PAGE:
Characteristics of a replanter: Spousal perseverance

Genesis 2:18, Proverbs 18:22, Ephesians 5:22-33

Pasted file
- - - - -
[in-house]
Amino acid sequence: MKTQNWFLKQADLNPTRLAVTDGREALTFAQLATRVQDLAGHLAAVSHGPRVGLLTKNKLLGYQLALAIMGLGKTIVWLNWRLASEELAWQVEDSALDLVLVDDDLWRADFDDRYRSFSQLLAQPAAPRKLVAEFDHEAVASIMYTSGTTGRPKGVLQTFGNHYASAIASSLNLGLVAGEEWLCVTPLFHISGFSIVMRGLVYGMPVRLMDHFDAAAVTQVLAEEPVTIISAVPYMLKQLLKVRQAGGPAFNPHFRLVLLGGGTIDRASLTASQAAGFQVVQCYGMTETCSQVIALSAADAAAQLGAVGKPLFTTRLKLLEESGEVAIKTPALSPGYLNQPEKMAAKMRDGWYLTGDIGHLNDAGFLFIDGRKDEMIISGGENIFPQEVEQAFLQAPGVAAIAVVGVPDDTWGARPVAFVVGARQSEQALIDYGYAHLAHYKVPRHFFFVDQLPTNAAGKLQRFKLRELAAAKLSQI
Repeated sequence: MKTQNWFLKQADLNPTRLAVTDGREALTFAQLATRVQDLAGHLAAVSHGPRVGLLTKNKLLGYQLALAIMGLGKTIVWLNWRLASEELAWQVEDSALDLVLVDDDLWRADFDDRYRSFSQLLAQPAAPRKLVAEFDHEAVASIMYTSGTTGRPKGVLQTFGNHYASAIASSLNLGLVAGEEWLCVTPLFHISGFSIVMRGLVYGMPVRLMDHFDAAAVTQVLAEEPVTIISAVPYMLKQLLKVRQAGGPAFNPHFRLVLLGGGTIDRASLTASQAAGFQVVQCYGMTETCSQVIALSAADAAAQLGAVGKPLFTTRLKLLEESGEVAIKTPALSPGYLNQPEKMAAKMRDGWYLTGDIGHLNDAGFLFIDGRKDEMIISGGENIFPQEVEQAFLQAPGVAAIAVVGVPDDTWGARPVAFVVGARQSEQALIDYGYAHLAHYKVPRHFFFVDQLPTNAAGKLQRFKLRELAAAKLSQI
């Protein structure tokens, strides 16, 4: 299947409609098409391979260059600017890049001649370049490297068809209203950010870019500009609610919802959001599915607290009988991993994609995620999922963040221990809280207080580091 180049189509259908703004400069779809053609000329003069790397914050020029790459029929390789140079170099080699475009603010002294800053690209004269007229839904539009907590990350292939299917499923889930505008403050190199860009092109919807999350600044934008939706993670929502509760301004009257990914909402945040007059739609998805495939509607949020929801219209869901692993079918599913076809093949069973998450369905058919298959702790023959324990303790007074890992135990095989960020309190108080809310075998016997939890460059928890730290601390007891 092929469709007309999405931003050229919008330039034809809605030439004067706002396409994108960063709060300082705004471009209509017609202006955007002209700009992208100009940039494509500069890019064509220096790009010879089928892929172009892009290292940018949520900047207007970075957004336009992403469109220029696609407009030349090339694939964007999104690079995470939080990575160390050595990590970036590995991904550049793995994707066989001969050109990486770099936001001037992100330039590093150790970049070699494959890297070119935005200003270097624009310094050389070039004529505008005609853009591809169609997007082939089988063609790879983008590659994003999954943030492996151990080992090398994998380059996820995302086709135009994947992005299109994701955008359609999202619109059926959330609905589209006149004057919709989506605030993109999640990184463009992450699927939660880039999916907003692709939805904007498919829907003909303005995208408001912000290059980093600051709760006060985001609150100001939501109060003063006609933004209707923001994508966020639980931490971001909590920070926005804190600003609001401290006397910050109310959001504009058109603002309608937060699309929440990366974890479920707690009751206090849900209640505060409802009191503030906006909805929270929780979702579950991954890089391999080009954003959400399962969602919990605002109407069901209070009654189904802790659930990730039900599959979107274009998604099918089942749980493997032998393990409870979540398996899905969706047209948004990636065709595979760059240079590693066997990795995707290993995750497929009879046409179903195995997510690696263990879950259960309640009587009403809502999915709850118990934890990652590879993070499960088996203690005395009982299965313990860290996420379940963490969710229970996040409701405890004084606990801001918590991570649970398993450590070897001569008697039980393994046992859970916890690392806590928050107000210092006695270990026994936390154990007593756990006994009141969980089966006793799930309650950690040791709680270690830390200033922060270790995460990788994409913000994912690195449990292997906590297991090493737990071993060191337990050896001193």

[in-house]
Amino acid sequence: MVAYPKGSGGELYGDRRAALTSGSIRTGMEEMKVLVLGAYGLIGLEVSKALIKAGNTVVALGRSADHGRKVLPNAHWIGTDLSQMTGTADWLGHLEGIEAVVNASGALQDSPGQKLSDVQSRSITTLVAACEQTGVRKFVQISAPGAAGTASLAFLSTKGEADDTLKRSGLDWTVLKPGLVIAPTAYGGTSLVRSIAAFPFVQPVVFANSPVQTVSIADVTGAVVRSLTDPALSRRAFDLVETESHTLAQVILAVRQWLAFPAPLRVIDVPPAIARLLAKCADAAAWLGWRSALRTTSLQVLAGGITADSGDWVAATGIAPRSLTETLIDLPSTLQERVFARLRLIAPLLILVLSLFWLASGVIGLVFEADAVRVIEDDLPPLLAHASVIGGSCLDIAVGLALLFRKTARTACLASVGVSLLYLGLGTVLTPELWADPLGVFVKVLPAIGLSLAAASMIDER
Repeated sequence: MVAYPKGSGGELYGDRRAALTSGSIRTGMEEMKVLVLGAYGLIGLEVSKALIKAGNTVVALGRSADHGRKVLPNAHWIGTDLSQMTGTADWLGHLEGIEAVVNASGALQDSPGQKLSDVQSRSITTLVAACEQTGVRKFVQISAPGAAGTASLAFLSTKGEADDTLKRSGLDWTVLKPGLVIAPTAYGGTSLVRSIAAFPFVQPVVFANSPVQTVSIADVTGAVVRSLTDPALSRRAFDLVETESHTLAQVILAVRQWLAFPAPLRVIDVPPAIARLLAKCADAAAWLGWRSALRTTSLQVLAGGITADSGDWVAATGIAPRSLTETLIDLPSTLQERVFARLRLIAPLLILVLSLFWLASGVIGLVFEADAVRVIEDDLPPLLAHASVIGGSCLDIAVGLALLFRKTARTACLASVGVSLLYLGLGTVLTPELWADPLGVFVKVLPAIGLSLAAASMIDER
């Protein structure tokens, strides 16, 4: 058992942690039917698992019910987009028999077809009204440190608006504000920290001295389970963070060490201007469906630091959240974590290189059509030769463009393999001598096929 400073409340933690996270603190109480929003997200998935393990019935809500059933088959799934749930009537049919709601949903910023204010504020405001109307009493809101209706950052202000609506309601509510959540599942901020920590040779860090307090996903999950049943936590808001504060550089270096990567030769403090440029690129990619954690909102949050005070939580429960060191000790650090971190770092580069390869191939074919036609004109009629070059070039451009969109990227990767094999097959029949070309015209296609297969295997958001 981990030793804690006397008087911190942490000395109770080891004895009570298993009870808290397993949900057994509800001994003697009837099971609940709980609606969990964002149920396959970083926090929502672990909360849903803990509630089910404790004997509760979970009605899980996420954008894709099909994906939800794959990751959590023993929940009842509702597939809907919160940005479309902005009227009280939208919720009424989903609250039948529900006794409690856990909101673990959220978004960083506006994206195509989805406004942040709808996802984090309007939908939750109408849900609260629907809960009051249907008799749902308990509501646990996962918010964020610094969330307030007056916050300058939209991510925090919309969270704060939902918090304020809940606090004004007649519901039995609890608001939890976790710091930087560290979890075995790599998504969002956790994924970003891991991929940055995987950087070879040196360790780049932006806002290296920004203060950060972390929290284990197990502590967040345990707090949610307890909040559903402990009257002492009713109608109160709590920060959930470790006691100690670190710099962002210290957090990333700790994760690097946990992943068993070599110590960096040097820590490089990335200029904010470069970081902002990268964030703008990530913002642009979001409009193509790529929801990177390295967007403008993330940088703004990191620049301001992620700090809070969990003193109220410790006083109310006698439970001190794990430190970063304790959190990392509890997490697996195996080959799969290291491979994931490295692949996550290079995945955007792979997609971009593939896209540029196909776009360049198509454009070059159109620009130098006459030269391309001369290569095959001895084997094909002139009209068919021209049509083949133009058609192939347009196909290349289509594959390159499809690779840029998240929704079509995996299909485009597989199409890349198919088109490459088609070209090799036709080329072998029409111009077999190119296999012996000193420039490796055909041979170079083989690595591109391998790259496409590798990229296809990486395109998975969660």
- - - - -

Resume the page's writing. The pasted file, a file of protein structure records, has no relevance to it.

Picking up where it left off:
It is significant that of all the creatures Almighty God spoke into existence ex nihilo, it is man who was made in His image. It is also significant that the full expression of God’s image in creation is represented in two genders: man and woman (Genesis 1:27). God certainly discloses Himself in all of his creation, and His attributes can be clearly perceived in everything (Psalm 19:1-7, Romans 1:18-20), but in a mysterious and profound way, He is most clearly and most sacredly imaged in mankind. Moreover, God’s most glorious activity—saving people through the gospel—is displayed in mankind’s most fundamental institution: marriage (Ephesians 5:31-32). The drama of the gospel is that Jesus lays down His life for His bride—the Church—and every marriage is intended to be a microscopic rendition of this beautiful story. Every marriage is a picture of the gospel, and is either giving onlookers a clearer depiction of the gospel, or it is obscuring it. When a husband spends himself at work, and comes home to roll on the floor with his kids, and attends and nurtures the soul of his wife, he is teaching his family and anyone else who may be exposed to his life that Christ is a self-sacrificial, longsuffering, kind and benevolent husband to his Church. On the other hand, a short-tempered husband, with his gruff and impatient attitude, is teaching something untrue about Christ; he is teaching that Christ is temperamental and impatient and explosive towards his Church. Just like there’s no way for a human to shake off the image of God, there’s no way for a marriage to shake off the image of the gospel, which is a weighty reality, to say the least.